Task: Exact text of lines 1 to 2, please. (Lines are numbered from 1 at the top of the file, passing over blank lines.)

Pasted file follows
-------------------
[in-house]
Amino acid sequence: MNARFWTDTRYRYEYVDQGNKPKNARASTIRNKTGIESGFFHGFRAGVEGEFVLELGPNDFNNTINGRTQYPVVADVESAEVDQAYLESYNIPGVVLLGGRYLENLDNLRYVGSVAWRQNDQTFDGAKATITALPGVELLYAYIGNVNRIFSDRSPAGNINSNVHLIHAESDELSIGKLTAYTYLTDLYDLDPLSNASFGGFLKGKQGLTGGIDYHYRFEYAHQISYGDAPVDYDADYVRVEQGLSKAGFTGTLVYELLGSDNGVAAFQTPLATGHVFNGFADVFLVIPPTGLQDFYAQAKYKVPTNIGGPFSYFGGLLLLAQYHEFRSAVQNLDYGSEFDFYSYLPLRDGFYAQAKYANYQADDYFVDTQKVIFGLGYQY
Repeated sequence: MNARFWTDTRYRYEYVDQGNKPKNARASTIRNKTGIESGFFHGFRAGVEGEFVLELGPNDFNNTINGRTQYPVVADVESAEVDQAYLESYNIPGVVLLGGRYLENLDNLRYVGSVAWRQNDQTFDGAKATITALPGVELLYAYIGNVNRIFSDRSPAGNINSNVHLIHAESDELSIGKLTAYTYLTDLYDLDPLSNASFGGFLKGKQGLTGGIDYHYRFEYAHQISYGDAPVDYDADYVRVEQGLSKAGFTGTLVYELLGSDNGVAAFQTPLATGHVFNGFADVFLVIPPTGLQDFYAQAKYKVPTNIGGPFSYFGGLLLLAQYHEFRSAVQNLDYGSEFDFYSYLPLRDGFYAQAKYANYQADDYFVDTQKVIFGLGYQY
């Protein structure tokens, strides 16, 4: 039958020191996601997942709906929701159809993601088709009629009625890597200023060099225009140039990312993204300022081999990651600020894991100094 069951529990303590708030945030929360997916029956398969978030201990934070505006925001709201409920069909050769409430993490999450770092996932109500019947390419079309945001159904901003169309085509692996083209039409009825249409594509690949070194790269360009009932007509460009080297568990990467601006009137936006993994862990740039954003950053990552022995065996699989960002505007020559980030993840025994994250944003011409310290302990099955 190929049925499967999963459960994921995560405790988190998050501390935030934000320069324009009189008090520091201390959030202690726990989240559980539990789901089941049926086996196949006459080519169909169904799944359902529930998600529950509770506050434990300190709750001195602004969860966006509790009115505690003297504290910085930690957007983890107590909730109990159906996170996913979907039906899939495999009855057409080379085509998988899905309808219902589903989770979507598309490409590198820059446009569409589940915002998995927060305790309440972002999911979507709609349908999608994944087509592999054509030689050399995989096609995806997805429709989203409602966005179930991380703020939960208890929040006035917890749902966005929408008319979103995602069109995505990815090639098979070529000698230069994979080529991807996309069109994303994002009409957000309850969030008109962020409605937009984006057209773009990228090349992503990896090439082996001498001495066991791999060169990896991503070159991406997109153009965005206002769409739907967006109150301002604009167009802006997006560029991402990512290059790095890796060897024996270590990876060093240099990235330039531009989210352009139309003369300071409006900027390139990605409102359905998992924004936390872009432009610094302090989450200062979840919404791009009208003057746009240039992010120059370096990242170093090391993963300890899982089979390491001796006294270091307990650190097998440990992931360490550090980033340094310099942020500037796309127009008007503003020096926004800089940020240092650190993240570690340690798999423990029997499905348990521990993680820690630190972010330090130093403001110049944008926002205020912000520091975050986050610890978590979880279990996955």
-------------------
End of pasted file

[in-house]
Amino acid sequence: MNARFWTDTRYRYEYVDQGNKPKNARASTIRNKTGIESGFFHGFRAGVEGEFVLELGPNDFNNTINGRTQYPVVADVESAEVDQAYLESYNIPGVVLLGGRYLENLDNLRYVGSVAWRQNDQTFDGAKATITALPGVELLYAYIGNVNRIFSDRSPAGNINSNVHLIHAESDELSIGKLTAYTYLTDLYDLDPLSNASFGGFLKGKQGLTGGIDYHYRFEYAHQISYGDAPVDYDADYVRVEQGLSKAGFTGTLVYELLGSDNGVAAFQTPLATGHVFNGFADVFLVIPPTGLQDFYAQAKYKVPTNIGGPFSYFGGLLLLAQYHEFRSAVQNLDYGSEFDFYSYLPLRDGFYAQAKYANYQADDYFVDTQKVIFGLGYQY